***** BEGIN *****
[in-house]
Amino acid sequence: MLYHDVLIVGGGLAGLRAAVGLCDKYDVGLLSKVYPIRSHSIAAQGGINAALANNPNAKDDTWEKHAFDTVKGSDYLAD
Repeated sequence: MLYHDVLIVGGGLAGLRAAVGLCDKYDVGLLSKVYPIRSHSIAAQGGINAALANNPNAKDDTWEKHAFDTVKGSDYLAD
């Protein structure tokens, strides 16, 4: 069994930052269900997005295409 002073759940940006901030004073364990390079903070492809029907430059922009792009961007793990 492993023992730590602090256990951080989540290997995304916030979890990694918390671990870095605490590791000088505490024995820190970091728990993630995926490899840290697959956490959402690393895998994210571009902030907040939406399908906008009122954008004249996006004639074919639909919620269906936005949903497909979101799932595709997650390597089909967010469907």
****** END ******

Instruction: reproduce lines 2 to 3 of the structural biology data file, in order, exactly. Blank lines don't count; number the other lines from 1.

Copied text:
Amino acid sequence: MLYHDVLIVGGGLAGLRAAVGLCDKYDVGLLSKVYPIRSHSIAAQGGINAALANNPNAKDDTWEKHAFDTVKGSDYLAD
Repeated sequence: MLYHDVLIVGGGLAGLRAAVGLCDKYDVGLLSKVYPIRSHSIAAQGGINAALANNPNAKDDTWEKHAFDTVKGSDYLAD